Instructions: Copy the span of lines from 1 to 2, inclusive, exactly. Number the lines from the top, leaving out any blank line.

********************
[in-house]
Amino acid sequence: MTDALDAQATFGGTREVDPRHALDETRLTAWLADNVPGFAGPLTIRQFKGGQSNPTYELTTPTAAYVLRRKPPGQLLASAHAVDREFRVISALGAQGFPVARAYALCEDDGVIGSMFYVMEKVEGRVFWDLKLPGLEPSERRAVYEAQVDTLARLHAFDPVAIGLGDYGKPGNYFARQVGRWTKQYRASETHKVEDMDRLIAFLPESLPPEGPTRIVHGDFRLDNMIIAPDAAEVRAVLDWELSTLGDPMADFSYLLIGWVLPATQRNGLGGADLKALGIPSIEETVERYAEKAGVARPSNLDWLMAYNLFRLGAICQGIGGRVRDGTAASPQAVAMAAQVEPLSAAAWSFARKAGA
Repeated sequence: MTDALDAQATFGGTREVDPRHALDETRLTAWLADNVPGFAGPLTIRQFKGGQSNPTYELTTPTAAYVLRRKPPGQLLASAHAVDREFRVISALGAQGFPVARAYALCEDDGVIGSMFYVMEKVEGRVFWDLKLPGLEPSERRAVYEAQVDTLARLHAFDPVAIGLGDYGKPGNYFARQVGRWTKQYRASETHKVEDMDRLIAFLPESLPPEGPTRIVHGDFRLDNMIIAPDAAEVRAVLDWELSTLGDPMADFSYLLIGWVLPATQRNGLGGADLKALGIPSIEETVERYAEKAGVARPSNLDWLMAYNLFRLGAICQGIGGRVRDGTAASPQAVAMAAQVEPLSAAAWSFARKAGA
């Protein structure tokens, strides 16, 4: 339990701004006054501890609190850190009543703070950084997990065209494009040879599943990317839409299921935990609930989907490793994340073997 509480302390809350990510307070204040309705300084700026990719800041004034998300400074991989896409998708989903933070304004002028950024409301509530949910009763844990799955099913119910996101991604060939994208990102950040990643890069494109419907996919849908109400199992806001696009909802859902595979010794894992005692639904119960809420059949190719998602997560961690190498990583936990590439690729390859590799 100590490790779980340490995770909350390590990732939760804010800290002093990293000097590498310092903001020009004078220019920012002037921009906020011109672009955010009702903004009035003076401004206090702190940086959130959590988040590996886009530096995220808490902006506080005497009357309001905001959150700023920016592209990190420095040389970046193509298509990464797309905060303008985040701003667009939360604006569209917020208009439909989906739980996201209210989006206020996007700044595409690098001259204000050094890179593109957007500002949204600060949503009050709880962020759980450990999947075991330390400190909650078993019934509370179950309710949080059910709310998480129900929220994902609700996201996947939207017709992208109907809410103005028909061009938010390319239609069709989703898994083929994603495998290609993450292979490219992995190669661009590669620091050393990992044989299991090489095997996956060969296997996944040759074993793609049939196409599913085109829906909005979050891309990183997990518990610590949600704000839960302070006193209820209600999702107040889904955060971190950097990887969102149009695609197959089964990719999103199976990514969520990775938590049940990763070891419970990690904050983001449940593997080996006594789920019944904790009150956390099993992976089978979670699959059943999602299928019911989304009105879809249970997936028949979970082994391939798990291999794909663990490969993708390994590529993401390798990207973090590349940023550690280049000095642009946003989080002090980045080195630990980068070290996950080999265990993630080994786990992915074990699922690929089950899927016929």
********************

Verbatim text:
[in-house]
Amino acid sequence: MTDALDAQATFGGTREVDPRHALDETRLTAWLADNVPGFAGPLTIRQFKGGQSNPTYELTTPTAAYVLRRKPPGQLLASAHAVDREFRVISALGAQGFPVARAYALCEDDGVIGSMFYVMEKVEGRVFWDLKLPGLEPSERRAVYEAQVDTLARLHAFDPVAIGLGDYGKPGNYFARQVGRWTKQYRASETHKVEDMDRLIAFLPESLPPEGPTRIVHGDFRLDNMIIAPDAAEVRAVLDWELSTLGDPMADFSYLLIGWVLPATQRNGLGGADLKALGIPSIEETVERYAEKAGVARPSNLDWLMAYNLFRLGAICQGIGGRVRDGTAASPQAVAMAAQVEPLSAAAWSFARKAGA